The Candle Burns Lowly

[Fiction] Friday Challenge #156 for May 21st, 2010

A boy and his father awaken early to watch the sunrise from their mountain campsite, but they begin to panic when the sky remains dark long into the afternoon.

Narrowneck Peninsula struck out like a forefinger into the valley.  Sheer on both sides, the valley spread out, flat and thickly wooded until the peak of Mount Solitary rose up from the east.  Matt unzipped the flap of the tent and stood stretching in the dark moments before sunrise.  The residual heat of summer began to creep out from under the sandstone escarpment, even before the sun had poked its rosy fingers over the horizon.

“Come on, Rob or you’ll miss the sunrise.”

A low grunt sounded from the tent, followed by the rustle of a sleeping bag.  Rob dragged himself out of the tent and rubbed the sleep out of his eyes.

“Stand over here and look towards Mount Solitary.  Watch the colours change with the light.  The cloud cover is quite thick this morning so it should be something spectacular.”

“What’s so interesting about the sunrise?  It’s just the refraction of light through the atmosphere.”

“Stop being so scientific.  You always look at the logic and science but never see the emotion and the beauty, but in time you will learn.”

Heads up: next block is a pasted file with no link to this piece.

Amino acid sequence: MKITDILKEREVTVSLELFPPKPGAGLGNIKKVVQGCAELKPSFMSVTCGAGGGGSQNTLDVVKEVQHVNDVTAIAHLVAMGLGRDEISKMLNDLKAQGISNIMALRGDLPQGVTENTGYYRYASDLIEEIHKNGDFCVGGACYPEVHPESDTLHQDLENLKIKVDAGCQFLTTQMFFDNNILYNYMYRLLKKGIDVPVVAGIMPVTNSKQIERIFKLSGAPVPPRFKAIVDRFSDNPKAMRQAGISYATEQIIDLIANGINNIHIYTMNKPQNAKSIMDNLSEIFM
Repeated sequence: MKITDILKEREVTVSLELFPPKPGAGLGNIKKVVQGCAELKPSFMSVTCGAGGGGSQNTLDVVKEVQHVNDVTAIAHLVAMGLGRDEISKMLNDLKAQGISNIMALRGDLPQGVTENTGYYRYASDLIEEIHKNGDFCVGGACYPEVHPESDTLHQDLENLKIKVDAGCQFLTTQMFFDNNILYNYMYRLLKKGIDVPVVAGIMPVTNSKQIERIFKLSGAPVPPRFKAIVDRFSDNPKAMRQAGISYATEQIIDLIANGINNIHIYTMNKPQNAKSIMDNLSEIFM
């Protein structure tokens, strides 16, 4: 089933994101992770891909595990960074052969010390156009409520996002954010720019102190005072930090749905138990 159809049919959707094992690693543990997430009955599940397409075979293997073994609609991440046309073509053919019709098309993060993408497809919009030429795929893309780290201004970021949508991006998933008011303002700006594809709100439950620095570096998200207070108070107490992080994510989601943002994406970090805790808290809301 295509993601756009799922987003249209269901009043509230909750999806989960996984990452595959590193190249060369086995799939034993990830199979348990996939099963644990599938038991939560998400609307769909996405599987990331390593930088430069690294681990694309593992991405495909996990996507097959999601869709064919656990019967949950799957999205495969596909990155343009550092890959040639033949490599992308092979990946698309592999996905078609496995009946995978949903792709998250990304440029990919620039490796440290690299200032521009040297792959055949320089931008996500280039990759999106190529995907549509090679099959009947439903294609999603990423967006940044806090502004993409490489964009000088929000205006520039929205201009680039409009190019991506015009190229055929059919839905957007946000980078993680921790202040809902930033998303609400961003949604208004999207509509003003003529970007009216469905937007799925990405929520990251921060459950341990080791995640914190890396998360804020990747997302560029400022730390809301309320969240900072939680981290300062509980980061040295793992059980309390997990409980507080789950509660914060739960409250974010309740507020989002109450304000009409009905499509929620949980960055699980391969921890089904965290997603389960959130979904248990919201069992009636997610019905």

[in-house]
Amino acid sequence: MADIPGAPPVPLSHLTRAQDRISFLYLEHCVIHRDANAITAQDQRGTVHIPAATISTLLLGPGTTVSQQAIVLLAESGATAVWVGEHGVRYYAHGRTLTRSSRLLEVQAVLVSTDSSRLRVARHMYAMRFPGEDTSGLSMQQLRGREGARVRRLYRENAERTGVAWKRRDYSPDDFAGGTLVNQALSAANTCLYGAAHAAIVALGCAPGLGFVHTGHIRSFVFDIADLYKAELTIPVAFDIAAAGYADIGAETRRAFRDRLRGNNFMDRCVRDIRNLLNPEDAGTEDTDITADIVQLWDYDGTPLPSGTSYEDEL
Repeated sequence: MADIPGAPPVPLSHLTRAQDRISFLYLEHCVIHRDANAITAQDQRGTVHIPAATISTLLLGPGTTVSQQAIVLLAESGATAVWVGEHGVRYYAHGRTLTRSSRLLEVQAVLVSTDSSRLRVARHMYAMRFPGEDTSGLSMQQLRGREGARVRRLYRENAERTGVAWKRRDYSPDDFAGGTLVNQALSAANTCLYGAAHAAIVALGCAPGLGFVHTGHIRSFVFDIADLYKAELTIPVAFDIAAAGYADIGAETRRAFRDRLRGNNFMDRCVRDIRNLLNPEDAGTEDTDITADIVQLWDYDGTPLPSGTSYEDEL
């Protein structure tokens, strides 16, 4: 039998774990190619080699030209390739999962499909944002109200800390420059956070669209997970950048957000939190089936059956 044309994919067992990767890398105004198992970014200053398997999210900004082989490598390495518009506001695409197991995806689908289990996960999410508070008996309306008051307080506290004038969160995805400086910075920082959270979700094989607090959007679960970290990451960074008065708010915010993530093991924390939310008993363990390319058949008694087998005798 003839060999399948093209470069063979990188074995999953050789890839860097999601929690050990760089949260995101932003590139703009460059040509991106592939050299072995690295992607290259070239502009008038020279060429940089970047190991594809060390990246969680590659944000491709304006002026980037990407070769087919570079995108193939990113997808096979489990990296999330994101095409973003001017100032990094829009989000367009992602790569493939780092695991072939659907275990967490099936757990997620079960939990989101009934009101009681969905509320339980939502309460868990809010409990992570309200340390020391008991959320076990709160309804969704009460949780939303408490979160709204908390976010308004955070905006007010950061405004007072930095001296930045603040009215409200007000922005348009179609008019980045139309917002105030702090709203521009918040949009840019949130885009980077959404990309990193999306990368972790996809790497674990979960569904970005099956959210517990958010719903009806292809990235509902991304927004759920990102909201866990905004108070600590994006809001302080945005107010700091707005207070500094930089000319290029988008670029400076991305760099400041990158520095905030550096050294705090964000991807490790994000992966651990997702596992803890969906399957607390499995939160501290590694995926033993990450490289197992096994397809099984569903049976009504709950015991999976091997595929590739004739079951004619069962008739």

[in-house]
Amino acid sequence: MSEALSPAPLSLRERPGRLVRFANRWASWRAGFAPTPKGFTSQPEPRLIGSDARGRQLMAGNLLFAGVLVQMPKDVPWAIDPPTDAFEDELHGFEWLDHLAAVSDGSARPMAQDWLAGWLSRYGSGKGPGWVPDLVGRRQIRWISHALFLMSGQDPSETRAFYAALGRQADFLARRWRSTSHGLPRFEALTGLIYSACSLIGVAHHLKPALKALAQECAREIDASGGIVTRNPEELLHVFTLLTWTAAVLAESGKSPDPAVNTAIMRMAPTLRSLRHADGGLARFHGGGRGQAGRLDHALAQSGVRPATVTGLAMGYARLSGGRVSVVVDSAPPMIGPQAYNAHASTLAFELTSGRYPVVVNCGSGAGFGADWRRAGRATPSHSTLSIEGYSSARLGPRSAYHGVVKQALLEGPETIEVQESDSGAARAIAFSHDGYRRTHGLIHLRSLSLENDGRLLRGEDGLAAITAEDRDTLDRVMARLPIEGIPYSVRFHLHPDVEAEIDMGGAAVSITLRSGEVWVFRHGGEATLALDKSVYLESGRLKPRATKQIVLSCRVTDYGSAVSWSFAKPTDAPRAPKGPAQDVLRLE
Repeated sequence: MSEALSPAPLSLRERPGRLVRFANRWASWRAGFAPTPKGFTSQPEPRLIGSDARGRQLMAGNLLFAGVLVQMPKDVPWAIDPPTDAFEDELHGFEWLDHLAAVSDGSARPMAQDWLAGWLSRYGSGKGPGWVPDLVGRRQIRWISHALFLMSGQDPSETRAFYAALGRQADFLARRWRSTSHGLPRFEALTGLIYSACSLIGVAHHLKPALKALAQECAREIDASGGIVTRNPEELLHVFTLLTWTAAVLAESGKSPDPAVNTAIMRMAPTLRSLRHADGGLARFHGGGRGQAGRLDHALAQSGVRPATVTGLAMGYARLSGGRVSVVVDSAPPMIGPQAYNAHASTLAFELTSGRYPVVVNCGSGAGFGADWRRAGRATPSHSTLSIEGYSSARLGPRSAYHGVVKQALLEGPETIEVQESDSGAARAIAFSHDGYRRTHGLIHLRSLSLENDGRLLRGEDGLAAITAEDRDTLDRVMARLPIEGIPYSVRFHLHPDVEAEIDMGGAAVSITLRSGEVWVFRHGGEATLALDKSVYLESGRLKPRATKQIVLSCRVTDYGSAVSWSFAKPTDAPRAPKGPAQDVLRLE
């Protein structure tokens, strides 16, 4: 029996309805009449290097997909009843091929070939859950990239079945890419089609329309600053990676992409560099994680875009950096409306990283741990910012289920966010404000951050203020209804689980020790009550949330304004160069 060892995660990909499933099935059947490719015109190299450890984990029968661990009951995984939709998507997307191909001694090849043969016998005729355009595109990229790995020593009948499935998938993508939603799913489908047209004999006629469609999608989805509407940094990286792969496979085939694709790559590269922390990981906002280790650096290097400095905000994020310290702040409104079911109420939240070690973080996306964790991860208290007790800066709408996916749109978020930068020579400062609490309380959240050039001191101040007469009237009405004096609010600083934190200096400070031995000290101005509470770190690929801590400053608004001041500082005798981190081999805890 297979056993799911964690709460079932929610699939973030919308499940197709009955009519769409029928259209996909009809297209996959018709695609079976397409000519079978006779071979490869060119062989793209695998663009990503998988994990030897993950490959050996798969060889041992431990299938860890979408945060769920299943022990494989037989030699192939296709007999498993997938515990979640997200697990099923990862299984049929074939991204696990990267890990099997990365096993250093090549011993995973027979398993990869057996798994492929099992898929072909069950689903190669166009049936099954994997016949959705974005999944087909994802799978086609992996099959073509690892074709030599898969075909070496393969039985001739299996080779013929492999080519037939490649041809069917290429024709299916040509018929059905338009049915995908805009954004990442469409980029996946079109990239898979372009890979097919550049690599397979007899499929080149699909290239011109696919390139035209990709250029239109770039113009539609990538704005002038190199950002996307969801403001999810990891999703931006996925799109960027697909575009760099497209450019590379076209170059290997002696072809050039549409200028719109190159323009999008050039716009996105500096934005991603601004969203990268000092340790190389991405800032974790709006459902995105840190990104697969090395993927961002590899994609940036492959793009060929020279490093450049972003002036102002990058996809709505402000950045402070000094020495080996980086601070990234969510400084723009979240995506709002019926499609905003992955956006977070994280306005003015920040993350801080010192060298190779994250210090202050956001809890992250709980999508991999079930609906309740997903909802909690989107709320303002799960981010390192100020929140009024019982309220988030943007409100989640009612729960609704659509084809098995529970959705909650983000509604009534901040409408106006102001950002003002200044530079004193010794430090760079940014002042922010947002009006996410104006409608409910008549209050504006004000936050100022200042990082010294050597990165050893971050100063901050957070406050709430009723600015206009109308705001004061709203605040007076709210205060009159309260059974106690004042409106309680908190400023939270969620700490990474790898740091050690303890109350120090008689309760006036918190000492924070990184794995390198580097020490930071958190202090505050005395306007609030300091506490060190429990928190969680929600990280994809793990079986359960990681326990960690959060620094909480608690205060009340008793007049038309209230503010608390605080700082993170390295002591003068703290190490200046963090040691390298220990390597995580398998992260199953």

Rob observed the light dim slightly, moving from dark blue to purple before a pinpoint of light broached the horizon.  The kaleidoscope of reds and oranges, purples and yellows shifted and played out before him.

“Come on, Rob.  You have to be impressed by that.”

“It’s still just science to me.”

The sun moved behind the bank of clouds but the light flickered like a candle wavering in a draught.  The clouds boiled across the line of the horizon in scarlet and orange.

“Dad, why is the day not getting any brighter?”

Matt raised a pair of binoculars to his eyes and looked towards the east.  “I’m not sure.  Let’s head towards Mount Solitary.”
Breaking camp they traversed down the peninsula and across the valley floor.  The canopy darkened the valley floor and the birds were silent, moving like shadows in the tree tops towards the west.  By late morning Matt and Rob had reached the base of Mount Solitary.  Matt scanned the sky but the canopy obscured his view.

“It’s still dark out there and it’s almost lunch.”

“What could be causing it?” asked Rob.

“I am not sure, but I have some suspicions.”

“Such as?”

“Not worth putting out there at the moment.”

The ascent to the peak was steep and the pair began after a short break.  They toiled up the trail, focused on their footsteps and glancing occasionally at the sky.  The sense of twilight sat heavy on Matt but he couldn’t pin his fears to anything secure.

At the peak of the mountain Matt and Rob had a panoramic view.  Away to the east lay the metropolis of Greater Sydney.  The darkness shifted under a heat haze.  A column of smoke rose up, adding to the blanket of clouds across the sky.

“Dad, what happened?”

“It seems like the humans have finally destroyed themselves.”

“But what will become of us robots?”

Advertisements

11 responses to “The Candle Burns Lowly